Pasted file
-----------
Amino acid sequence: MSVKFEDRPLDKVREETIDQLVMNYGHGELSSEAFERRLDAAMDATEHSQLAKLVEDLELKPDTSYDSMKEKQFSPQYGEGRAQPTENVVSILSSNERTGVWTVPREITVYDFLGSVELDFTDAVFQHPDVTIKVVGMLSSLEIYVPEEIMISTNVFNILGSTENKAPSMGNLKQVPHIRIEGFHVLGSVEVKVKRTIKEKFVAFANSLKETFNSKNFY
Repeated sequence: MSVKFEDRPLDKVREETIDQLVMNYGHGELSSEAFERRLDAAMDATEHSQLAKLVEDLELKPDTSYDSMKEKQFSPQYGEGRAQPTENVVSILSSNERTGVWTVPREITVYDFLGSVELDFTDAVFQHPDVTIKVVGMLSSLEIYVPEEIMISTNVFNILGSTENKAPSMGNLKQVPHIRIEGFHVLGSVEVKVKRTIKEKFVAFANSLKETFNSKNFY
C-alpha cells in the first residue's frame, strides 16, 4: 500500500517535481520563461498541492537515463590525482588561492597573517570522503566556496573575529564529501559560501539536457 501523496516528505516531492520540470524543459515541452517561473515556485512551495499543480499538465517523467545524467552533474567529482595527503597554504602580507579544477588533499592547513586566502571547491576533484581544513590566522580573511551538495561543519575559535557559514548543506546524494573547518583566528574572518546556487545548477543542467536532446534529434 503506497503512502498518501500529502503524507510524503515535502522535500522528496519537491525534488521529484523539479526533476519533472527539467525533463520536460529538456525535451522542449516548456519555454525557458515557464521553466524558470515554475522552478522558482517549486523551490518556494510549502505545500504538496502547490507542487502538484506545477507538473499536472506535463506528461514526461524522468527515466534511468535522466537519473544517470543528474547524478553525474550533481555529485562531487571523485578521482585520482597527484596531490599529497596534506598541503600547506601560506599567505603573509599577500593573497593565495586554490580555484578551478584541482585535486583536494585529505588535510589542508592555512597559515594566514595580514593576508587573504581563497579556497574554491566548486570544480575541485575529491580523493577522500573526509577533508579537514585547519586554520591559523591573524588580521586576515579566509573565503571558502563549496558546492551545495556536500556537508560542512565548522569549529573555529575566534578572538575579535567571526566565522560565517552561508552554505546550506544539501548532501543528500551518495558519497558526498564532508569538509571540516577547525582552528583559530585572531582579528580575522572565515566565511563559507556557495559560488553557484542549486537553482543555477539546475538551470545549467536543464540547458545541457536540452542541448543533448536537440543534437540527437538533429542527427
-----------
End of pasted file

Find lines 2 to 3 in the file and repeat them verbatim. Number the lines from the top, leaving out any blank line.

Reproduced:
Repeated sequence: MSVKFEDRPLDKVREETIDQLVMNYGHGELSSEAFERRLDAAMDATEHSQLAKLVEDLELKPDTSYDSMKEKQFSPQYGEGRAQPTENVVSILSSNERTGVWTVPREITVYDFLGSVELDFTDAVFQHPDVTIKVVGMLSSLEIYVPEEIMISTNVFNILGSTENKAPSMGNLKQVPHIRIEGFHVLGSVEVKVKRTIKEKFVAFANSLKETFNSKNFY
C-alpha cells in the first residue's frame, strides 16, 4: 500500500517535481520563461498541492537515463590525482588561492597573517570522503566556496573575529564529501559560501539536457 501523496516528505516531492520540470524543459515541452517561473515556485512551495499543480499538465517523467545524467552533474567529482595527503597554504602580507579544477588533499592547513586566502571547491576533484581544513590566522580573511551538495561543519575559535557559514548543506546524494573547518583566528574572518546556487545548477543542467536532446534529434 503506497503512502498518501500529502503524507510524503515535502522535500522528496519537491525534488521529484523539479526533476519533472527539467525533463520536460529538456525535451522542449516548456519555454525557458515557464521553466524558470515554475522552478522558482517549486523551490518556494510549502505545500504538496502547490507542487502538484506545477507538473499536472506535463506528461514526461524522468527515466534511468535522466537519473544517470543528474547524478553525474550533481555529485562531487571523485578521482585520482597527484596531490599529497596534506598541503600547506601560506599567505603573509599577500593573497593565495586554490580555484578551478584541482585535486583536494585529505588535510589542508592555512597559515594566514595580514593576508587573504581563497579556497574554491566548486570544480575541485575529491580523493577522500573526509577533508579537514585547519586554520591559523591573524588580521586576515579566509573565503571558502563549496558546492551545495556536500556537508560542512565548522569549529573555529575566534578572538575579535567571526566565522560565517552561508552554505546550506544539501548532501543528500551518495558519497558526498564532508569538509571540516577547525582552528583559530585572531582579528580575522572565515566565511563559507556557495559560488553557484542549486537553482543555477539546475538551470545549467536543464540547458545541457536540452542541448543533448536537440543534437540527437538533429542527427